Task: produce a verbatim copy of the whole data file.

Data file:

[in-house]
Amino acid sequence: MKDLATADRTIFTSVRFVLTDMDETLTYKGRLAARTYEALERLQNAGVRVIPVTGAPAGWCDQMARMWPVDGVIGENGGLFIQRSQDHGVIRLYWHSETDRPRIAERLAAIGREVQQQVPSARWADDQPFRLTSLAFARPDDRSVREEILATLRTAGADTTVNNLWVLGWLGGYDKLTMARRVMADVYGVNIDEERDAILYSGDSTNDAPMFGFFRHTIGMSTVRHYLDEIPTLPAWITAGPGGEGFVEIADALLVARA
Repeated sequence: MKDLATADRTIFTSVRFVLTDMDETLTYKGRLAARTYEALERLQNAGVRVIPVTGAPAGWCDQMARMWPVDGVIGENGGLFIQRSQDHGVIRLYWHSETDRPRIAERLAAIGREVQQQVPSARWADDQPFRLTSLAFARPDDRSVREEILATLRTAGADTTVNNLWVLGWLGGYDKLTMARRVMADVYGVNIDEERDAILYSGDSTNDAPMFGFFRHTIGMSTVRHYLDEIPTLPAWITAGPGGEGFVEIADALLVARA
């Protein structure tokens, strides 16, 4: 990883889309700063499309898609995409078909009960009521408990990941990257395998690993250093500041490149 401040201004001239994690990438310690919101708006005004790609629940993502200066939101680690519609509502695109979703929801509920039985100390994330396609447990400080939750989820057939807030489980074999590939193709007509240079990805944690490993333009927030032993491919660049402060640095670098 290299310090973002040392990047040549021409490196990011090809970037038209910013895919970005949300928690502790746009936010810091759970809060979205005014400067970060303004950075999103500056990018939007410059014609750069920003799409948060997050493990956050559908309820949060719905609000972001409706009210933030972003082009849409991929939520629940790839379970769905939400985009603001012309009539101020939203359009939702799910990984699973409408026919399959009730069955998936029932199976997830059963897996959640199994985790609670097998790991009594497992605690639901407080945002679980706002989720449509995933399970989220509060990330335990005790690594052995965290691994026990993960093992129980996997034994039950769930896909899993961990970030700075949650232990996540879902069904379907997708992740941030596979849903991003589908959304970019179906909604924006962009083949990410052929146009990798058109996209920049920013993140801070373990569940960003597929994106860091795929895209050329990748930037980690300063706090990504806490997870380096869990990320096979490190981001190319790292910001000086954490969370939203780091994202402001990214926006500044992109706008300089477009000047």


[in-house]
Amino acid sequence: MKDLATADRTIFTSVRFVLTDMDETLTYKGRLAARTYEALERLQNAGVRVIPVTGAPAGWCDQMARMWPVDGVIGENGGLFIQRSQDHGVIRLYWHSETDRPRIAERLAAIGREVQQQVPSARWADDQPFRLTSLAFARPDDRSVREEILATLRTAGADTTVNNLWVLGWLGGYDKLTMARRVMADVYGVNIDEERDAILYSGDSTNDAPMFGFFRHTIGMSTVRHYLDEIPTLPAWITAGPGGEGFVEIADALLVARA
Repeated sequence: MKDLATADRTIFTSVRFVLTDMDETLTYKGRLAARTYEALERLQNAGVRVIPVTGAPAGWCDQMARMWPVDGVIGENGGLFIQRSQDHGVIRLYWHSETDRPRIAERLAAIGREVQQQVPSARWADDQPFRLTSLAFARPDDRSVREEILATLRTAGADTTVNNLWVLGWLGGYDKLTMARRVMADVYGVNIDEERDAILYSGDSTNDAPMFGFFRHTIGMSTVRHYLDEIPTLPAWITAGPGGEGFVEIADALLVARA
């Protein structure tokens, strides 16, 4: 990883889309700063499309898609995409078909009960009521408990990941990257395998690993250093500041490149 401040201004001239994690990438310690919101708006005004790609629940993502200066939101680690519609509502695109979703929801509920039985100390994330396609447990400080939750989820057939807030489980074999590939193709007509240079990805944690490993333009927030032993491919660049402060640095670098 290299310090973002040392990047040549021409490196990011090809970037038209910013895919970005949300928690502790746009936010810091759970809060979205005014400067970060303004950075999103500056990018939007410059014609750069920003799409948060997050493990956050559908309820949060719905609000972001409706009210933030972003082009849409991929939520629940790839379970769905939400985009603001012309009539101020939203359009939702799910990984699973409408026919399959009730069955998936029932199976997830059963897996959640199994985790609670097998790991009594497992605690639901407080945002679980706002989720449509995933399970989220509060990330335990005790690594052995965290691994026990993960093992129980996997034994039950769930896909899993961990970030700075949650232990996540879902069904379907997708992740941030596979849903991003589908959304970019179906909604924006962009083949990410052929146009990798058109996209920049920013993140801070373990569940960003597929994106860091795929895209050329990748930037980690300063706090990504806490997870380096869990990320096979490190981001190319790292910001000086954490969370939203780091994202402001990214926006500044992109706008300089477009000047």